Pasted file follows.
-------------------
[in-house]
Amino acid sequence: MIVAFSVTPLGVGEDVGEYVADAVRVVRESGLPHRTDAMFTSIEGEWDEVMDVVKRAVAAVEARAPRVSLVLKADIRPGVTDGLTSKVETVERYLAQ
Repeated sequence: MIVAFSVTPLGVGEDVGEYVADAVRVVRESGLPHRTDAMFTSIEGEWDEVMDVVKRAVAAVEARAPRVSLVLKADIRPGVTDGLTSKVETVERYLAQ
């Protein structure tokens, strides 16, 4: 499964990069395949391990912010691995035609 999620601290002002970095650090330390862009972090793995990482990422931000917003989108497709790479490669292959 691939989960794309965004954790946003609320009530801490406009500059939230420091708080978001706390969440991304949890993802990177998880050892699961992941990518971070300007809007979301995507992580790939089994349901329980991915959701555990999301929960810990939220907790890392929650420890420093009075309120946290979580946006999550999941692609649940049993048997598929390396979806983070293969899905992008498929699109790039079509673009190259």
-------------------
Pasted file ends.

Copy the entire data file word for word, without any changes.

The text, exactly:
[in-house]
Amino acid sequence: MIVAFSVTPLGVGEDVGEYVADAVRVVRESGLPHRTDAMFTSIEGEWDEVMDVVKRAVAAVEARAPRVSLVLKADIRPGVTDGLTSKVETVERYLAQ
Repeated sequence: MIVAFSVTPLGVGEDVGEYVADAVRVVRESGLPHRTDAMFTSIEGEWDEVMDVVKRAVAAVEARAPRVSLVLKADIRPGVTDGLTSKVETVERYLAQ
């Protein structure tokens, strides 16, 4: 499964990069395949391990912010691995035609 999620601290002002970095650090330390862009972090793995990482990422931000917003989108497709790479490669292959 691939989960794309965004954790946003609320009530801490406009500059939230420091708080978001706390969440991304949890993802990177998880050892699961992941990518971070300007809007979301995507992580790939089994349901329980991915959701555990999301929960810990939220907790890392929650420890420093009075309120946290979580946006999550999941692609649940049993048997598929390396979806983070293969899905992008498929699109790039079509673009190259």